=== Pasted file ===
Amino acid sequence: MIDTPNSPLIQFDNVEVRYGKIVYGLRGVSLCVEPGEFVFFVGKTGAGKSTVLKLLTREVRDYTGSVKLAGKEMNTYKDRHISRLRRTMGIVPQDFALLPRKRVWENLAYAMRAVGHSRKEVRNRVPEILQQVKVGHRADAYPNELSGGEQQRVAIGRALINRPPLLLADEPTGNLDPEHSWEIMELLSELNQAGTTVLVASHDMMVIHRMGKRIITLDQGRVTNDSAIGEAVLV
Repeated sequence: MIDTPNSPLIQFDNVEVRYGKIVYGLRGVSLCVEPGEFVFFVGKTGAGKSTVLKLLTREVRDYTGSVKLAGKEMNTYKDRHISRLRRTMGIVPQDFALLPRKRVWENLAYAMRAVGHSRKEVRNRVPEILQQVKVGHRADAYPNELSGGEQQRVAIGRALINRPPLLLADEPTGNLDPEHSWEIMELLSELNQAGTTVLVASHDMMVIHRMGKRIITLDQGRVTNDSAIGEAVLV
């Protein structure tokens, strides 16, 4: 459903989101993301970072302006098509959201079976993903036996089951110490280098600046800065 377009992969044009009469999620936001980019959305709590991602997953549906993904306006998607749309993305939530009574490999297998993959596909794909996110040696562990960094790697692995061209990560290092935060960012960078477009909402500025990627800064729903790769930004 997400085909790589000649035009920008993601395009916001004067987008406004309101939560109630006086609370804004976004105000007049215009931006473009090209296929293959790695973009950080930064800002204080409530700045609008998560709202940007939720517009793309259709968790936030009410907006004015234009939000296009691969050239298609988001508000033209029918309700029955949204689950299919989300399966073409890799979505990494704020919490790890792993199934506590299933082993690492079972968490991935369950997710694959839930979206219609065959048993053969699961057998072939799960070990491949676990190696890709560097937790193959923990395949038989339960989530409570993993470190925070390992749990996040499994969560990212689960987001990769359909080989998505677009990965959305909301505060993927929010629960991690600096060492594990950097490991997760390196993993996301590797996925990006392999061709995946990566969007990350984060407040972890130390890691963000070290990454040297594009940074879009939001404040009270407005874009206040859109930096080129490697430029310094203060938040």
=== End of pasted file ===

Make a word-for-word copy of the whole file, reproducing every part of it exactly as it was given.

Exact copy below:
Amino acid sequence: MIDTPNSPLIQFDNVEVRYGKIVYGLRGVSLCVEPGEFVFFVGKTGAGKSTVLKLLTREVRDYTGSVKLAGKEMNTYKDRHISRLRRTMGIVPQDFALLPRKRVWENLAYAMRAVGHSRKEVRNRVPEILQQVKVGHRADAYPNELSGGEQQRVAIGRALINRPPLLLADEPTGNLDPEHSWEIMELLSELNQAGTTVLVASHDMMVIHRMGKRIITLDQGRVTNDSAIGEAVLV
Repeated sequence: MIDTPNSPLIQFDNVEVRYGKIVYGLRGVSLCVEPGEFVFFVGKTGAGKSTVLKLLTREVRDYTGSVKLAGKEMNTYKDRHISRLRRTMGIVPQDFALLPRKRVWENLAYAMRAVGHSRKEVRNRVPEILQQVKVGHRADAYPNELSGGEQQRVAIGRALINRPPLLLADEPTGNLDPEHSWEIMELLSELNQAGTTVLVASHDMMVIHRMGKRIITLDQGRVTNDSAIGEAVLV
């Protein structure tokens, strides 16, 4: 459903989101993301970072302006098509959201079976993903036996089951110490280098600046800065 377009992969044009009469999620936001980019959305709590991602997953549906993904306006998607749309993305939530009574490999297998993959596909794909996110040696562990960094790697692995061209990560290092935060960012960078477009909402500025990627800064729903790769930004 997400085909790589000649035009920008993601395009916001004067987008406004309101939560109630006086609370804004976004105000007049215009931006473009090209296929293959790695973009950080930064800002204080409530700045609008998560709202940007939720517009793309259709968790936030009410907006004015234009939000296009691969050239298609988001508000033209029918309700029955949204689950299919989300399966073409890799979505990494704020919490790890792993199934506590299933082993690492079972968490991935369950997710694959839930979206219609065959048993053969699961057998072939799960070990491949676990190696890709560097937790193959923990395949038989339960989530409570993993470190925070390992749990996040499994969560990212689960987001990769359909080989998505677009990965959305909301505060993927929010629960991690600096060492594990950097490991997760390196993993996301590797996925990006392999061709995946990566969007990350984060407040972890130390890691963000070290990454040297594009940074879009939001404040009270407005874009206040859109930096080129490697430029310094203060938040």